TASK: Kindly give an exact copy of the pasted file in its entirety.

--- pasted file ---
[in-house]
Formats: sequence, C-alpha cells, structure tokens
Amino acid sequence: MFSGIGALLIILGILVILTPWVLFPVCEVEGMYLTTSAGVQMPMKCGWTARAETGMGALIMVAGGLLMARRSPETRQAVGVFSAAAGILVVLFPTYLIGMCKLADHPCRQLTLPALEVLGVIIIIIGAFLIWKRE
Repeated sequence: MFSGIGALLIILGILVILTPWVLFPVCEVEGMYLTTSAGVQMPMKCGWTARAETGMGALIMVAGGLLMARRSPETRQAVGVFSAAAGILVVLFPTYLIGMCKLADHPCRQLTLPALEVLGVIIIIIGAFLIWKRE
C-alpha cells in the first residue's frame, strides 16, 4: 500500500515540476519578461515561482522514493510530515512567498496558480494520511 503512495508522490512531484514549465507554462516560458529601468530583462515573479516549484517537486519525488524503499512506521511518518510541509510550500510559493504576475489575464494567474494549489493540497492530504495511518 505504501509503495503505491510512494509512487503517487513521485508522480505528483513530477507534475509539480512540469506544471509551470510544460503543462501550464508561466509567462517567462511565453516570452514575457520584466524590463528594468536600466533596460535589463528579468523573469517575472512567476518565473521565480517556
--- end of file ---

[in-house]
Formats: sequence, C-alpha cells, structure tokens
Amino acid sequence: MFSGIGALLIILGILVILTPWVLFPVCEVEGMYLTTSAGVQMPMKCGWTARAETGMGALIMVAGGLLMARRSPETRQAVGVFSAAAGILVVLFPTYLIGMCKLADHPCRQLTLPALEVLGVIIIIIGAFLIWKRE
Repeated sequence: MFSGIGALLIILGILVILTPWVLFPVCEVEGMYLTTSAGVQMPMKCGWTARAETGMGALIMVAGGLLMARRSPETRQAVGVFSAAAGILVVLFPTYLIGMCKLADHPCRQLTLPALEVLGVIIIIIGAFLIWKRE
C-alpha cells in the first residue's frame, strides 16, 4: 500500500515540476519578461515561482522514493510530515512567498496558480494520511 503512495508522490512531484514549465507554462516560458529601468530583462515573479516549484517537486519525488524503499512506521511518518510541509510550500510559493504576475489575464494567474494549489493540497492530504495511518 505504501509503495503505491510512494509512487503517487513521485508522480505528483513530477507534475509539480512540469506544471509551470510544460503543462501550464508561466509567462517567462511565453516570452514575457520584466524590463528594468536600466533596460535589463528579468523573469517575472512567476518565473521565480517556